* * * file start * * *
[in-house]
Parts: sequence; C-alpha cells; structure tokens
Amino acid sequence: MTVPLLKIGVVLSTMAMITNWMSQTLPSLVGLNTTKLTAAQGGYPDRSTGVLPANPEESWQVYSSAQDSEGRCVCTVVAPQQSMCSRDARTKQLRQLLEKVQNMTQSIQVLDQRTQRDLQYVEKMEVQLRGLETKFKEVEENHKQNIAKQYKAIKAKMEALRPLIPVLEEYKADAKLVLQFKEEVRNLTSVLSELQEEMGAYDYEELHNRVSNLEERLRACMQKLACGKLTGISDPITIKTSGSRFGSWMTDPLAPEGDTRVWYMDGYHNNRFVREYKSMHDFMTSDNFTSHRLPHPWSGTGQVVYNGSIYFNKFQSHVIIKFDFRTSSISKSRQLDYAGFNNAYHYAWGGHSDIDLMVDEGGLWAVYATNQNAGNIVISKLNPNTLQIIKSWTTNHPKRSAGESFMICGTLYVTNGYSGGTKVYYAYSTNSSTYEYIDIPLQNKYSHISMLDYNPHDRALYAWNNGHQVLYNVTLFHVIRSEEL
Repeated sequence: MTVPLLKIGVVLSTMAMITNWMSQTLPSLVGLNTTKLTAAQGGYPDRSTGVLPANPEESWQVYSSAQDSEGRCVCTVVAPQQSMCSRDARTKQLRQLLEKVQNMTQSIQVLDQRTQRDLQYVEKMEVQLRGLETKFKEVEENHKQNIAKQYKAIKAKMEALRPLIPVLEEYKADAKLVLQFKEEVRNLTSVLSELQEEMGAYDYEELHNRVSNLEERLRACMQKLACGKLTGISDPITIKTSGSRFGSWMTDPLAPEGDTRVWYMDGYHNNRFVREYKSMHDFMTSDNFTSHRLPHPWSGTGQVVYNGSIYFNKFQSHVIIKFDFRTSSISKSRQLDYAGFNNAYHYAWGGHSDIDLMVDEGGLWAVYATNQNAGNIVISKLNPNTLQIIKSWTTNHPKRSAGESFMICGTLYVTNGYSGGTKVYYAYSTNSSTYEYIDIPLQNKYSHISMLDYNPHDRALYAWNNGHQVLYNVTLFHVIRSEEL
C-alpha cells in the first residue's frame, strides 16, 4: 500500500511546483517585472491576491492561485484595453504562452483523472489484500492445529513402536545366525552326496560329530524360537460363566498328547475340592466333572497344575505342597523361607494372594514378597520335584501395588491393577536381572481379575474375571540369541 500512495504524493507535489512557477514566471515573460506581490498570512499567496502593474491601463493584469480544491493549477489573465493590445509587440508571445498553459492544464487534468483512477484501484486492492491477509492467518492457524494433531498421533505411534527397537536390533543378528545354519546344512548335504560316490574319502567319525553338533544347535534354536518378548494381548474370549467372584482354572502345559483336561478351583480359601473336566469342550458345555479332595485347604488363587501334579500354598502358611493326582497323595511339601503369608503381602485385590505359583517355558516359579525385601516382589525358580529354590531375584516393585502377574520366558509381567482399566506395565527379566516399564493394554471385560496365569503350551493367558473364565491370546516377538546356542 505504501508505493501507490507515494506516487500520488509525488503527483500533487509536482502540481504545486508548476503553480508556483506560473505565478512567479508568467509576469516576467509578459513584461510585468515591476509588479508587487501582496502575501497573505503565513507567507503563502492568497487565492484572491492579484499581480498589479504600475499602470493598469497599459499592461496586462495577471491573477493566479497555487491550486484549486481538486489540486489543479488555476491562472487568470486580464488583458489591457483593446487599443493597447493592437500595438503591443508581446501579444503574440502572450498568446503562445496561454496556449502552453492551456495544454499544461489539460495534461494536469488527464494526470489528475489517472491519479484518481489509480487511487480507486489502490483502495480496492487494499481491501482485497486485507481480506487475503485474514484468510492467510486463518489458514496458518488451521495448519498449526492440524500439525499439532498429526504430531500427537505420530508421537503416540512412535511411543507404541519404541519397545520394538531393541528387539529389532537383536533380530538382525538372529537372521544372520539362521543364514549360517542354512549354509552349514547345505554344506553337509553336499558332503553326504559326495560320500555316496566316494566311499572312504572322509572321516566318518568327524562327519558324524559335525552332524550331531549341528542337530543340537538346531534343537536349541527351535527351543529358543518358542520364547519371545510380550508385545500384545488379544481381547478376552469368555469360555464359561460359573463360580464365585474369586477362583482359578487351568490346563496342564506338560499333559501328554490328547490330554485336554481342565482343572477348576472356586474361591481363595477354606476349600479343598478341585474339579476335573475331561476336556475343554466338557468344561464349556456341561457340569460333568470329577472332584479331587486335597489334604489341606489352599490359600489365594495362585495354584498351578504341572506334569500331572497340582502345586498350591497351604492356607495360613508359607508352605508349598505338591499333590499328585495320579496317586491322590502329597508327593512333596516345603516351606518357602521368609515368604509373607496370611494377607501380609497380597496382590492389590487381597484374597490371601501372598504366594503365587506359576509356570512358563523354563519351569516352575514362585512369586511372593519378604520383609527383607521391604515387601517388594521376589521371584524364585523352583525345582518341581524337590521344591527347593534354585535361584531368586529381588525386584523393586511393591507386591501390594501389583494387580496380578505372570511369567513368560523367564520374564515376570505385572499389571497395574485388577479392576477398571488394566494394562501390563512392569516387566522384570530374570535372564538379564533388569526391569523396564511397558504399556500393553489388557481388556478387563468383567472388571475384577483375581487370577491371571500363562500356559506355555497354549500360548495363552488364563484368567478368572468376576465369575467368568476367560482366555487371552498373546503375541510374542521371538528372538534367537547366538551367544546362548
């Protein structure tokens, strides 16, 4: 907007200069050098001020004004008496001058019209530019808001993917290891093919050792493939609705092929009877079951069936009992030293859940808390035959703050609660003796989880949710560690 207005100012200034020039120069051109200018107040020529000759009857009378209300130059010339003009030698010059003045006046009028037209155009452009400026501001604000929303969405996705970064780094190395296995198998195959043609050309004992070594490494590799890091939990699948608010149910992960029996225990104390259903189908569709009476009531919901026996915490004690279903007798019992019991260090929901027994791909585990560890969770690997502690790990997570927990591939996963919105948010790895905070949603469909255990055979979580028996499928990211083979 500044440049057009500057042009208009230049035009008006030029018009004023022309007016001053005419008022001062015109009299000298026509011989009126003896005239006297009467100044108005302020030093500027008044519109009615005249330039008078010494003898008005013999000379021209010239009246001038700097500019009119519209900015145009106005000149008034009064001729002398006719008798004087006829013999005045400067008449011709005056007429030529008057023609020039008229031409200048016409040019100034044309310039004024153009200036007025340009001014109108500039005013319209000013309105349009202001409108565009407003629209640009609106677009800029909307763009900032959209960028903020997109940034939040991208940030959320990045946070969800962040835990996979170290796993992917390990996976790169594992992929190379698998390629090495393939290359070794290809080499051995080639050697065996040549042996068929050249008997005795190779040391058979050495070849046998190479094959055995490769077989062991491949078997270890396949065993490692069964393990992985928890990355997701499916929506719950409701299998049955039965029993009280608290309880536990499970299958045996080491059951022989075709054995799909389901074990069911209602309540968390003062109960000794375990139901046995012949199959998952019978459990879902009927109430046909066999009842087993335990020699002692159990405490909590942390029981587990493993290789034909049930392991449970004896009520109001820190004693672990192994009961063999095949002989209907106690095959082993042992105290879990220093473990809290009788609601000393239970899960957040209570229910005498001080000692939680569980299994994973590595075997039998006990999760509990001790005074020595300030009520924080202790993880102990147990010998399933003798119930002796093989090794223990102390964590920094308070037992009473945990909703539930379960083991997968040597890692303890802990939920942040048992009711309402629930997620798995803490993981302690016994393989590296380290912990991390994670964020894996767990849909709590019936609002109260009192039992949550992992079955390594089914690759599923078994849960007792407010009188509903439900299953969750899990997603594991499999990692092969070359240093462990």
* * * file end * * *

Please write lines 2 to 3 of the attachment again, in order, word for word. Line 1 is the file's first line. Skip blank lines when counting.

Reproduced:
Parts: sequence; C-alpha cells; structure tokens
Amino acid sequence: MTVPLLKIGVVLSTMAMITNWMSQTLPSLVGLNTTKLTAAQGGYPDRSTGVLPANPEESWQVYSSAQDSEGRCVCTVVAPQQSMCSRDARTKQLRQLLEKVQNMTQSIQVLDQRTQRDLQYVEKMEVQLRGLETKFKEVEENHKQNIAKQYKAIKAKMEALRPLIPVLEEYKADAKLVLQFKEEVRNLTSVLSELQEEMGAYDYEELHNRVSNLEERLRACMQKLACGKLTGISDPITIKTSGSRFGSWMTDPLAPEGDTRVWYMDGYHNNRFVREYKSMHDFMTSDNFTSHRLPHPWSGTGQVVYNGSIYFNKFQSHVIIKFDFRTSSISKSRQLDYAGFNNAYHYAWGGHSDIDLMVDEGGLWAVYATNQNAGNIVISKLNPNTLQIIKSWTTNHPKRSAGESFMICGTLYVTNGYSGGTKVYYAYSTNSSTYEYIDIPLQNKYSHISMLDYNPHDRALYAWNNGHQVLYNVTLFHVIRSEEL